More Support for Howard Theory of Breast Cancer

James Howard jmhoward at
Sat Jun 7 10:52:05 EST 1997

In the past, I have posted my theory of cancer, at this newsgroup, and
applied it to cancer of the breast.  I will give a short abstract at this
time.  Basically, my principle hypothesis is that DHEA is necessary for
transcription and replication of DNA, in all tissues.  I suggest that
oncogenes may be triggered by reductions in the hormone,
dehydroepiandrosterone (DHEA).  (See my earlier posts for explanation.) 
DHEA naturally starts to decline sometime after age 20, to reach very low
levels in the aged.  It is the low levels of DHEA, I suggest, that trigger
oncogene function in the elderly.  Another part of my explanation of cancer
suggests that, once cancers are initiated, cancer depend on DHEA for
growth.  (I suggest all tissues must have DHEA for DNA function, so must
cancer.)  If you put these two phenomena together, you have an explanation
for why cancers appear more in the elderly, but grow much less rapidly.

In my earlier posts, I cited reports that demonstrated that breast tumor
tissues concentrate DHEA more than non-tumor tissues.  This means that the
cancer is absorbing DHEA more rapidly than noncancerous tissue.  DNA of
cancers is more "juvenile-like," so its DNA is rapidly dividing.  DNA that
is rapidly dividing, according to my theory, must have more DHEA than
differentiated tissues.  Now carefully follow the following to avoid some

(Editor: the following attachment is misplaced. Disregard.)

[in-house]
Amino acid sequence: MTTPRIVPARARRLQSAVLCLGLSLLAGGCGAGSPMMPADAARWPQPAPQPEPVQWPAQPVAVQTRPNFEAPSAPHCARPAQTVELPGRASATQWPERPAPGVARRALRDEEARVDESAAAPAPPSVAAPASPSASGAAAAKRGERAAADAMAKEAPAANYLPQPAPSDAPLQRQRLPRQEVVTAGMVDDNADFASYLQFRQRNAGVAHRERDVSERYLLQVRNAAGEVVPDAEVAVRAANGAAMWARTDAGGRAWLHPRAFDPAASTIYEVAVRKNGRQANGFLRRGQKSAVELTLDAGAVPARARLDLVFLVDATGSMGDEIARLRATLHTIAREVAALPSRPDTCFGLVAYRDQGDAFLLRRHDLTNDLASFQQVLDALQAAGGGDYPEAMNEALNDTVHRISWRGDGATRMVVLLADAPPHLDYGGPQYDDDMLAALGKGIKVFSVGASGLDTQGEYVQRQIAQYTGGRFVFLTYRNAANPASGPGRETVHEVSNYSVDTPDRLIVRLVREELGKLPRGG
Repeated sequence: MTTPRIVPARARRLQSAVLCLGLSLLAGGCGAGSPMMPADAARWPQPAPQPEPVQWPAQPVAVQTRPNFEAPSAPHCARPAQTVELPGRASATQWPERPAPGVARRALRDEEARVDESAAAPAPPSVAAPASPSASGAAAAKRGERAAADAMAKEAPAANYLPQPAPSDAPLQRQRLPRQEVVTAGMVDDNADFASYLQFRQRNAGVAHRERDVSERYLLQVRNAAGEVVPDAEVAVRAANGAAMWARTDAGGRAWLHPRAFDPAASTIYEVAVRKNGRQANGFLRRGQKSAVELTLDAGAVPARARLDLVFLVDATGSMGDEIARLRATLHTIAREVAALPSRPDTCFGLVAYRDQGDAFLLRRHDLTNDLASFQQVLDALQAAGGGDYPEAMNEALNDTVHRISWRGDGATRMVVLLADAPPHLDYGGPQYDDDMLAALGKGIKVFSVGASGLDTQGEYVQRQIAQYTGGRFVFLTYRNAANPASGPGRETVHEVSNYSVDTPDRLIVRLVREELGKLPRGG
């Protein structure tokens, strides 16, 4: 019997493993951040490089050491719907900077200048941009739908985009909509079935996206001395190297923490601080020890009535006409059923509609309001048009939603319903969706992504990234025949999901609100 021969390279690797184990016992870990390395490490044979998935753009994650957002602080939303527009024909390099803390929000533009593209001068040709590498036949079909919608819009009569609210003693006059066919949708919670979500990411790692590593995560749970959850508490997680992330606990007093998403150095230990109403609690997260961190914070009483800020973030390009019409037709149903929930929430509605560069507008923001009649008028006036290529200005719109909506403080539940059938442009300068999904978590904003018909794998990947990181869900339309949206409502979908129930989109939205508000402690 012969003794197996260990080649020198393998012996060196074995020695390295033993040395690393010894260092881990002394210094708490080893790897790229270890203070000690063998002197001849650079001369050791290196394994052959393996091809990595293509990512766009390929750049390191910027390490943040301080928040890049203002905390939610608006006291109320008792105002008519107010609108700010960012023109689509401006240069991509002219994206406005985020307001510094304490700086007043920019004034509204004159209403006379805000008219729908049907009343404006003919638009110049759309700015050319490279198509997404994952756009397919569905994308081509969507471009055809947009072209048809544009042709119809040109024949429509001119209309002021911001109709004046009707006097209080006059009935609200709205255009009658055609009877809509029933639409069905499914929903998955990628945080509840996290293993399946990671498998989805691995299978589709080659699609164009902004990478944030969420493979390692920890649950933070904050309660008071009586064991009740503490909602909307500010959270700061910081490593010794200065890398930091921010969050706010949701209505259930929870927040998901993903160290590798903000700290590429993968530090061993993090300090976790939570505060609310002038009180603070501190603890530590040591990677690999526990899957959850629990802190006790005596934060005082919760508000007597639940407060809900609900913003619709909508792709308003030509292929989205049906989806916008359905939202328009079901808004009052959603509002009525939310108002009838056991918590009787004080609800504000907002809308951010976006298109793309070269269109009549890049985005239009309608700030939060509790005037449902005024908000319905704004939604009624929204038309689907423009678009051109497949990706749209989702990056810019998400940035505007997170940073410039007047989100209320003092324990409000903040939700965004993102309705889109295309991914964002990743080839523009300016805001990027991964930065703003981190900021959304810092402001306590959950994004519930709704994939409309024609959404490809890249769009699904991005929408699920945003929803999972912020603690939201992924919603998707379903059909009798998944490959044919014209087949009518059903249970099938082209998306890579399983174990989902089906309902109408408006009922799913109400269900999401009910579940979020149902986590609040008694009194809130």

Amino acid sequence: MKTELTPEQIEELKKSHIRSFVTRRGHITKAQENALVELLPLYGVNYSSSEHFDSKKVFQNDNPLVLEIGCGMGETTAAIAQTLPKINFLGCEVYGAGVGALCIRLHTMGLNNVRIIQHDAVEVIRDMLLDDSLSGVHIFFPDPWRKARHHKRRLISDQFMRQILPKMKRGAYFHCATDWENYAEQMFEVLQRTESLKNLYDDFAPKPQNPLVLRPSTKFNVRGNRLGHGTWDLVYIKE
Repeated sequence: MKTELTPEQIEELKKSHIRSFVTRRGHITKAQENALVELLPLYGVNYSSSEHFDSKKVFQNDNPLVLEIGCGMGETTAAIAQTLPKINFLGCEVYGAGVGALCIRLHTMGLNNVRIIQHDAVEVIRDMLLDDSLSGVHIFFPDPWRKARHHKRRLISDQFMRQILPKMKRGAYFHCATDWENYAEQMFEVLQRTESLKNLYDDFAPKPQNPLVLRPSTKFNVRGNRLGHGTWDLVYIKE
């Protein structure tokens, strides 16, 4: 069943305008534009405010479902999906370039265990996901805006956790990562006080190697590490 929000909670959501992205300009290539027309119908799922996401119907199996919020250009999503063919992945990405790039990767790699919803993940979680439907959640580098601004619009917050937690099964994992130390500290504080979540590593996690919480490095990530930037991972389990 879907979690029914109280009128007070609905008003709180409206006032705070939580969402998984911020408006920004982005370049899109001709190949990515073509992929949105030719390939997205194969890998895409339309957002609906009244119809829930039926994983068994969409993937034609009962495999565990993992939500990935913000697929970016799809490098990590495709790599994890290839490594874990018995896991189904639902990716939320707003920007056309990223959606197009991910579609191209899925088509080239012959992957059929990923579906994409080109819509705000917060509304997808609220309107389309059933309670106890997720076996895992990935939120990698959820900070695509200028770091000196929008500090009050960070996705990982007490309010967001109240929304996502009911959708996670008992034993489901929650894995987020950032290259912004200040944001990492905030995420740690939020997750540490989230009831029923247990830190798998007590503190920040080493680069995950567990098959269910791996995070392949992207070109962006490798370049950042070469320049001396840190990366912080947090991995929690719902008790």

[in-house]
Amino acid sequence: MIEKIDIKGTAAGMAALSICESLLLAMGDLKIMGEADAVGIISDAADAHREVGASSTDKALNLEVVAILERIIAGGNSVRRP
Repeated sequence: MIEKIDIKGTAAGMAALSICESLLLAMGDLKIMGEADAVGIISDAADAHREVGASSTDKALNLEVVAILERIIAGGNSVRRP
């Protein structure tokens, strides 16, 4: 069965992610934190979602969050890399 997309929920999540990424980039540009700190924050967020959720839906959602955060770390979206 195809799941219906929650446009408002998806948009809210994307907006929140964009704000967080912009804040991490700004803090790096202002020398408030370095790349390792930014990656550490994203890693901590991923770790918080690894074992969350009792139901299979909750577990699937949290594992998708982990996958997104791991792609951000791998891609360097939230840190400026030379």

confusion.  I have suggested (explained in my earlier posts) that reduced
DHEA triggers oncogenes.  When these genes are triggered, they must have
more DHEA to survive.  I suggest they must stimulate an increase in DHEA in
order to continue.  In the following quotation, note that in postmenopausal
women, DHEA, and its primary blood source, DHEAS, are increased.  
"Relationship of serum dehydroepiandrosterone (DHEA), DHEA sulfate, and
5-androstene-3 beta, 17 beta-diol to risk of breast cancer in
postmenopausal women," Cancer Epidemiol Biomarkers Prev 6 (3): 177-181 (Mar

Dorgan JF, Stanczyk FZ, Longcope C, Stephenson HE Jr, Chang L, Miller R,
Franz C, Falk RT, Kahle L, Division of Cancer Prevention and Control,
National Cancer Institute, NIH, Bethesda, Maryland 20892-7326, USA. 

"Laboratory evidence suggests a role for dehydroepiandrosterone (DHEA) and
its metabolite 5-androstene-3 beta, 17 beta-diol (ADIOL) in mammary tumor
growth. Serum DHEA also has been related to breast cancer in postmenopausal
women, but the relationship of ADIOL to risk has not been evaluated
previously. To assess the relationship of serum DHEA, its sulfate (DHEAS),
and ADIOL with breast cancer risk in postmenopausal women, we conducted a
prospective nested case-control study using serum from the Columbia, MO
Breast Cancer Serum Bank. Cases included 71 healthy postmenopausal
volunteers not taking replacement estrogens when they donated blood and who
were diagnosed with breast cancer up to 10 years later (median, 2.9 years).
Two randomly selected controls, who also were postmenopausal and not taking
estrogens, were matched to each case on exact age, date (+/-1 year), and
time (+/-2 h) of blood collection. Significant (trend P = 0.02) gradients
of increasing risk of breast cancer were observed for increasing
concentrations of DHEA and ADIOL, and women whose serum levels of these
hormones were in the highest quartiles were at a significantly elevated
risk compared to those in the lowest; their risk ratios were 4.0 [95%
confidence interval (CI), 1.3-11.8) and 3.0 (95% CI, 1.0-8.6),
respectively. The relationship of DHEAS to breast cancer was less
consistent, but women whose serum DHEAS concentration was in the highest
quartile also exhibited a significantly elevated risk ratio of 2.8 (95% CI,
1.1-7.4). Results of this prospective study support a role for the adrenal
androgens, DHEA, DHEAS, and ADIOL, in the etiology of breast cancer."

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